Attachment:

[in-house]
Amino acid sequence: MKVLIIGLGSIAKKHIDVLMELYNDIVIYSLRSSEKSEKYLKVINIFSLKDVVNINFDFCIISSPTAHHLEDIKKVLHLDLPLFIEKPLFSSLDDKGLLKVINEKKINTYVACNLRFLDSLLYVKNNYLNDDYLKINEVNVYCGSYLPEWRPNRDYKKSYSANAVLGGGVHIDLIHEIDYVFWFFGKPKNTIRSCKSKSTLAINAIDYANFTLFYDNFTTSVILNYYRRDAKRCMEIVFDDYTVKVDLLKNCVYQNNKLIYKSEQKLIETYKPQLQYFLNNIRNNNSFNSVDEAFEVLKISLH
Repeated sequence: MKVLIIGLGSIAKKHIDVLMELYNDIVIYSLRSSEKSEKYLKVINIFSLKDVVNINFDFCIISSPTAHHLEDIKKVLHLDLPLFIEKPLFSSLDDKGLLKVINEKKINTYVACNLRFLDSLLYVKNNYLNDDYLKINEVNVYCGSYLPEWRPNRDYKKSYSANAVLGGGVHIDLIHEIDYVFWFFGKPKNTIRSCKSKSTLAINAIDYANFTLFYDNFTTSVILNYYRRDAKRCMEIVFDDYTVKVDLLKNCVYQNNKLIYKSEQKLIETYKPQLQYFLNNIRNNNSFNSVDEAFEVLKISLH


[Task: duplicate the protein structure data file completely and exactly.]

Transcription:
[in-house]
Amino acid sequence: MKVLIIGLGSIAKKHIDVLMELYNDIVIYSLRSSEKSEKYLKVINIFSLKDVVNINFDFCIISSPTAHHLEDIKKVLHLDLPLFIEKPLFSSLDDKGLLKVINEKKINTYVACNLRFLDSLLYVKNNYLNDDYLKINEVNVYCGSYLPEWRPNRDYKKSYSANAVLGGGVHIDLIHEIDYVFWFFGKPKNTIRSCKSKSTLAINAIDYANFTLFYDNFTTSVILNYYRRDAKRCMEIVFDDYTVKVDLLKNCVYQNNKLIYKSEQKLIETYKPQLQYFLNNIRNNNSFNSVDEAFEVLKISLH
Repeated sequence: MKVLIIGLGSIAKKHIDVLMELYNDIVIYSLRSSEKSEKYLKVINIFSLKDVVNINFDFCIISSPTAHHLEDIKKVLHLDLPLFIEKPLFSSLDDKGLLKVINEKKINTYVACNLRFLDSLLYVKNNYLNDDYLKINEVNVYCGSYLPEWRPNRDYKKSYSANAVLGGGVHIDLIHEIDYVFWFFGKPKNTIRSCKSKSTLAINAIDYANFTLFYDNFTTSVILNYYRRDAKRCMEIVFDDYTVKVDLLKNCVYQNNKLIYKSEQKLIETYKPQLQYFLNNIRNNNSFNSVDEAFEVLKISLH